But these philosophers momentarily forgot that it was always the unreal body and the unreal mind that worked in this unreal world - not the Atma!
Then, why prevent them from working! When you study philosophy, you will be amused to find time and again that philosophers do not pursue their own logic to its logical conclusion. They say everybody else is wrong, without visualising that they might be wrong too! Everybody includes my body, too! I condemn your idea of God, but my own idea seems to be right. That is Maya, and all reasoning or argument; all our troubles and problems, are within Maya only. We should listen to God.
Sri Krishna is emphatic. He says:
yajnadanatapahkarma na tyajyam karyam eve tat
yajno danam tapas cai 'va pavanani manisinam (XVIII-5)
Acts of sacrifice, gift, and austerity, should not be abandoned, but should be performed; sacrifice, gift, and also austerity, are the purifiers of the wise.
In other words, do not give up self-sacrificing service. Do not give up charity. Do not give up Tapas. We saw in the last chapter what He meant by Tapas. We know that charity is extolled by all scriptures, prophets, and religions. Charity is not only gift of money, clothes, or food; even a kind word, or an encouraging smile, constitutes charity. Love and compassion, even towards those who misbehave towards us, is charity. A prayer for the sick, a word of consolation to the bereaved, an expression of sympathy for the poor - even if you are not able to offer material aid, will go a long way towards reviving their 'spirit'. Nobody is too poor to afford to give something away! But, then, the wicked man has twisted the meaning of the proverb 'Charity begins at home' to mean that one should do charity to oneself first! How terribly wrong; the proverb means 'Before you preach charity to others, begin to practise it in your own home'. Charity is a purifier. It will lead you to God.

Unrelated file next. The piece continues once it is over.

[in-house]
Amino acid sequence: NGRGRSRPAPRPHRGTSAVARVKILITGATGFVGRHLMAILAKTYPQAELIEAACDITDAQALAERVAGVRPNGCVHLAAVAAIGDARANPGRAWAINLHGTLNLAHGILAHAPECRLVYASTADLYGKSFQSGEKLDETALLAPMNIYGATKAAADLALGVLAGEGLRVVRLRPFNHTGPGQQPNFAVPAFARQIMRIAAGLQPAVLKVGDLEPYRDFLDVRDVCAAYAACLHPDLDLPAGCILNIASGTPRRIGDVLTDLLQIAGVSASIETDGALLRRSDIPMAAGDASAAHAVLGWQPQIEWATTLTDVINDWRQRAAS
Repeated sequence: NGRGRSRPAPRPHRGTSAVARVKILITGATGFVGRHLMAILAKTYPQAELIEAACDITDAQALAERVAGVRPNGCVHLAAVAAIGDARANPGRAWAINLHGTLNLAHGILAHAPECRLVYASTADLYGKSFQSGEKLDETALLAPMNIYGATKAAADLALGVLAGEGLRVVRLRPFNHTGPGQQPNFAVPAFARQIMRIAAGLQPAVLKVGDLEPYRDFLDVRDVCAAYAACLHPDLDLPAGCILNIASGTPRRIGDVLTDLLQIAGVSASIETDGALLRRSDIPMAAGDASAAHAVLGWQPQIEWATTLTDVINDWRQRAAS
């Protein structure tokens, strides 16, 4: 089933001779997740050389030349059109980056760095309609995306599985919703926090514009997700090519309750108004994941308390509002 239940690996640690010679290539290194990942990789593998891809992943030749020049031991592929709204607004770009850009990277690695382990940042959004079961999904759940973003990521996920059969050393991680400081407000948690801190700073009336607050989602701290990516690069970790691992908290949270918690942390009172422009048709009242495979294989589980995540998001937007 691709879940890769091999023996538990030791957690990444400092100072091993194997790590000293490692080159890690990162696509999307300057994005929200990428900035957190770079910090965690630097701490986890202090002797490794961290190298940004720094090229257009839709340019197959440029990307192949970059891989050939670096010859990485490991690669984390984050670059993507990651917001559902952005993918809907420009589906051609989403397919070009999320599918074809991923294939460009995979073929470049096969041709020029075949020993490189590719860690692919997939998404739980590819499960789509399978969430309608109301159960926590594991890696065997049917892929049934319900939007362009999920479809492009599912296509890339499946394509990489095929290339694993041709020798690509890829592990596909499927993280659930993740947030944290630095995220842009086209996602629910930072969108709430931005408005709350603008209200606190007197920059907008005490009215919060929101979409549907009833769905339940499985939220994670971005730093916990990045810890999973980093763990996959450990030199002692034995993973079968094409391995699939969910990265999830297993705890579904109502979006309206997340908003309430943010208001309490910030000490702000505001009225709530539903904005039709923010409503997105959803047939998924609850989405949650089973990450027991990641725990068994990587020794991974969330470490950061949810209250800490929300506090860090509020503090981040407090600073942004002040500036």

It is only work which is done with a selfish motive that hinders our spiritual progress. When you desire for something, you have to take birth again to enjoy that desire (or, suffer on account of it). If you have no desire, why will you be reborn?
On the contrary, selfless service, performed without any desire or expectation, purifies us. It exhausts our Karma. Karma is like water running down a hill. When it comes near your house, it is foolish to stop it altogether, in order to save your house. It will break the dam and wash the house away. A man of wisdom properly directs its course, so that its own momentum is properly utilised; the house is saved and possibly the water is also utilised in irrigating a field. That is Karma Yoga. There is stored energy in your body and mind; it is the fruit of past Karma (in past births). This Karma brings you in contact with various people and situations. It is like the stream running down the hill of your life. You do not want it to destroy the spiritual mansions you have built. But it is foolish to stop the body and mind acting, altogether; the energy in them will burst the dam, and destroy the mansion in the twinkling of an eye. Wisdom lies in canalising this energy - by doing your duties, but, without selfish motives or desires. Then, the force will be spent, or rather properly utilised, and your house (spiritual wisdom) also will be safe. This is Karma Yoga.
Moreover, we work not because we wish to gain anything, but because work is inevitable in God's scheme of things. God Wills it. We do His Will.
It is not only foolish but the height of arrogance (don't forget it is devilish nature) to refuse to do His Will, even if it were possible.